Pakistan Foreign Minister Shah Mehmood Qureshi on Saturday termed Indian Defence Minister Rajnath Singh's statement over a possible change in its "no first use" nuclear policy as a "damning reminder of India's unbridled thirst for violence."
The Amnesty International (AI) has reiterated its call to the Indian government to act in accordance with international human rights law and standards towards people living in held Kashmir, including in relation to arrests and detentions of political opponents, and the rights to liberty and freedom of movement.
This refers to the report ‘Modi govt scraps Article 370, ending special status for Jammu and Kashmir’, Gulf Today, Aug. 6. The media within India and overseas is flooded with reports on India’s surprise move to revoke Article 370 of the Constitution. There have been confusing arguments by the public, politicians
A magistrate speaking to AFP on condition of anonymity said at least 4,000 people were arrested and held under the Public Safety Act (PSA), a controversial law that allows authorities to imprison someone for up to two years without charge or trial.
As per a statement issued by the Prime Minister Office, the decision has been "taken in view of the regional security environment.” Bajwa's tenure was due to end in November but analysts have long predicted the extension.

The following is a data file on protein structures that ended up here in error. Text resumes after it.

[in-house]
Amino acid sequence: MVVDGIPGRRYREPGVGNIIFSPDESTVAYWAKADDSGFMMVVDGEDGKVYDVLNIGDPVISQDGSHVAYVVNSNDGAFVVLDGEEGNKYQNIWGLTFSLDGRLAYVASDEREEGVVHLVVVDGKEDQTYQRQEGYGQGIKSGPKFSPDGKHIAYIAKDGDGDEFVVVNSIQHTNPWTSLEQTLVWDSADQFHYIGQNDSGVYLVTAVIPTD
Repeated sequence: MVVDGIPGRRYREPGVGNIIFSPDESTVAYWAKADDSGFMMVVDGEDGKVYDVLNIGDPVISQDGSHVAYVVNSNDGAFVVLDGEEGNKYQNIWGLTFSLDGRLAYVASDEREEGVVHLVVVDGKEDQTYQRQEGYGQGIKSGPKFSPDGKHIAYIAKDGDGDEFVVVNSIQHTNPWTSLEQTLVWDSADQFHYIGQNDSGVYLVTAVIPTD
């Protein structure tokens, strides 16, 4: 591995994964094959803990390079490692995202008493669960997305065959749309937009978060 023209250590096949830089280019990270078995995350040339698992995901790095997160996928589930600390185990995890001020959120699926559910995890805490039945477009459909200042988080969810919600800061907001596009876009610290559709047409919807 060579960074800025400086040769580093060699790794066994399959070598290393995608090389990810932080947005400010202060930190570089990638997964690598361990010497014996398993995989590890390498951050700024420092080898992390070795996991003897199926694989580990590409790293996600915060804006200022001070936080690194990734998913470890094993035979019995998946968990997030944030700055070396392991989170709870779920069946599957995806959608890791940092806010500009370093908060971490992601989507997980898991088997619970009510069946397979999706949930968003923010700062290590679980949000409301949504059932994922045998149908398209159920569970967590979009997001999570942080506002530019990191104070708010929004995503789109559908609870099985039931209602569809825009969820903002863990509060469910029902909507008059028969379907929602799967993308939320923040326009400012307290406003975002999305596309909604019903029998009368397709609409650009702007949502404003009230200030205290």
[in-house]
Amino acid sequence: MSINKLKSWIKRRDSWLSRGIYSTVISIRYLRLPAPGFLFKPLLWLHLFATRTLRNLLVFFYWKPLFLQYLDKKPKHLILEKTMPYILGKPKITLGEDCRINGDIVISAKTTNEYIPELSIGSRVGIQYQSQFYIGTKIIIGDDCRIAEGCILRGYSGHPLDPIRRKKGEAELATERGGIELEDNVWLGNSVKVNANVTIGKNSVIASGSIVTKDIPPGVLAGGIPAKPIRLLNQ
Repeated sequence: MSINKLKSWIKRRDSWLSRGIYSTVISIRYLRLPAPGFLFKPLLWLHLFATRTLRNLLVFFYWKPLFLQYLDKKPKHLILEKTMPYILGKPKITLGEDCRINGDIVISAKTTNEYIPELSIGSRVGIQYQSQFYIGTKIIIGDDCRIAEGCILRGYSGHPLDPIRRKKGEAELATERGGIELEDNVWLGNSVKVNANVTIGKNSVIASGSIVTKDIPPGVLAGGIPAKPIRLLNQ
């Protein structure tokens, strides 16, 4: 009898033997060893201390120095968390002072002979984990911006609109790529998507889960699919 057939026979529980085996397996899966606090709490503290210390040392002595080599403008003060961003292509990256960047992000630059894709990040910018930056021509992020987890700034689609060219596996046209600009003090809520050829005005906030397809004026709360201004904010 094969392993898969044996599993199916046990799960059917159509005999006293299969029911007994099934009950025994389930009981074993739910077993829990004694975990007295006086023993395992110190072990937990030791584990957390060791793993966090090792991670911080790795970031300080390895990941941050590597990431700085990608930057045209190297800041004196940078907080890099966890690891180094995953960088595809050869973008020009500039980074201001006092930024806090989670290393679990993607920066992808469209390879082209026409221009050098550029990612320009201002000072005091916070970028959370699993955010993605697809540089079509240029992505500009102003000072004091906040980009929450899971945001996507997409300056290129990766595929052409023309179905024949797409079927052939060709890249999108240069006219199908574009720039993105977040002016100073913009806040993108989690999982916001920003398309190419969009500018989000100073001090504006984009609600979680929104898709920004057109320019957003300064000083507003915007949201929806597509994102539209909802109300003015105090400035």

A joke surfaced on social media after the 2019 Lok Sabha polls. A black-and-white photograph featuring that ultimate jewel of Bengali romantic films, Uttam Kumar with Suchitra Sen. She said, “Let us go somewhere, where only we will be alone and no one else there.” In response, Uttam Kumar said,
A week after the Indian government ordered a lockdown, imposed an indefinite curfew and detained several hundred leaders, including two former Chief Ministers, there is deep concern in Kashmir and the region over what is in store for its embattled people.
The special status of Jammu & Kashmir has been revoked and the state has been bifurcated into two Union Territories. Those are the facts. Much has been discussed and debated over these decisions. But it is time to consider its future implications now. Altering the long-held governance structure was just the beginning to resolving the long-standing Kashmir problem. The real uphill task remains. How do these steps result in the development of Jammu & Kashmir and bring it closer to achieving peace and stability? That is the crux of the matter; the end goal.
It is not surprising at all that the maiden trip of India’s new Home Minister Amit Shah to Srinagar — during which he emphasised the need for carrying development to the grass roots, pulled up the state administration for its failures and reiterated the policy of relentless pursuit of the terrorists